However, Nyanjowa warns that South Africa may not reap the full benefits of this rebound.
"Many of the local challenges that adversely impacted on production in 2009, such as electricity supply shortages, a lack of skills and safety concerns, are likely to continue affecting the performance of the mining industry in 2010," he says. "In addition, the prospect of higher commodity prices, particularly in the gold, platinum and coal sectors, is likely to lead to tough wage demands from unions."
Nyanjowa believes that growing inflation fears in the developed world, particularly the United States, an unstable US Dollar, threats of another recession from expansionary fiscal and monetary policies and negative real interest rates point towards strengthening investment demand for gold.
"A price range of $1300 to $1500 per ounce in 2010 looks likely, supported by gold demand and supply fundamentals," he says. "Investors are likely to continue turning to gold as a hedge against uncertainties in the global economy."
However, South Africa's gold production is likely to slip further this year, to around 200 tonnes. This will see it drop to fourth place amongst the world's gold producers, behind China, the USA and Australia.
While platinum was one of the biggest casualties of the global recession, Nyanjowa expects things to be much rosier in 2010.
"Frost & Sullivan anticipates that the platinum industry will recover this year on the back of stronger prospects of recovery in the global automotive sector, particularly in China and India. The launch of two new platinum-based Exchange Traded Funds in the USA will also lead to strong investment demand."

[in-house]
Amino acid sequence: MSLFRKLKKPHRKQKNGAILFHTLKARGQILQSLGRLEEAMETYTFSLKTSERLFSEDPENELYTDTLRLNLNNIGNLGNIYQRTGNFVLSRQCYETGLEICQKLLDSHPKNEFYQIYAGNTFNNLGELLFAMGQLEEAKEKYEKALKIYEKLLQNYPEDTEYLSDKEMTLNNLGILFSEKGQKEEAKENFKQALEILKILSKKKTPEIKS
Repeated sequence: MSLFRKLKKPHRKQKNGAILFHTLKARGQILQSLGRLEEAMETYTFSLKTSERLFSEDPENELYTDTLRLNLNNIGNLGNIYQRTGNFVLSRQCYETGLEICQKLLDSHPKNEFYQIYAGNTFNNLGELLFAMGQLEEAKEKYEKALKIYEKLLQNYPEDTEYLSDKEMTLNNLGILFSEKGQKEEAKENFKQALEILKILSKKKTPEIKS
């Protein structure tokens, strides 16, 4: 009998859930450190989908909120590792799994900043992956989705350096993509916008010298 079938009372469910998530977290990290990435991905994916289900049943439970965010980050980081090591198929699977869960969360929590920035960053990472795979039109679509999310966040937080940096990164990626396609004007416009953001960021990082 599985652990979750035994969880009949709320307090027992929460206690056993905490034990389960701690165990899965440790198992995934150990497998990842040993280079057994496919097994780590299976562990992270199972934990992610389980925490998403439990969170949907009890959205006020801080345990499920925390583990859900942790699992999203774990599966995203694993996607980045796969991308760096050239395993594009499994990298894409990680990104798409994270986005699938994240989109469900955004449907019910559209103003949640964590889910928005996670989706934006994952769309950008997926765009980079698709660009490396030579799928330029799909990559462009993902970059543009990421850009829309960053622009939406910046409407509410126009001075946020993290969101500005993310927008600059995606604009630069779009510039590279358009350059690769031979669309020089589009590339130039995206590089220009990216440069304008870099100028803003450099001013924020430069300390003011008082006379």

Local coal miners, who escaped from the global slowdown with relatively minor bruises, should also remain robust.
"The bulk of the country's coal production is consumed in the electricity generation and synthetic fuel manufacturing industries, with only a third being exported to Europe and Asia," explains Nyanjowa. "The domestic demand for coal is set to continue growing in 2010, following expansion programmes at Eskom and Sasol that will require an additional 75 million tonnes of coal."
However, South Africa's production is likely to remain stagnant at around 240 million tonnes this year as the industry waits for new coal fields to be opened in the Waterberg basin.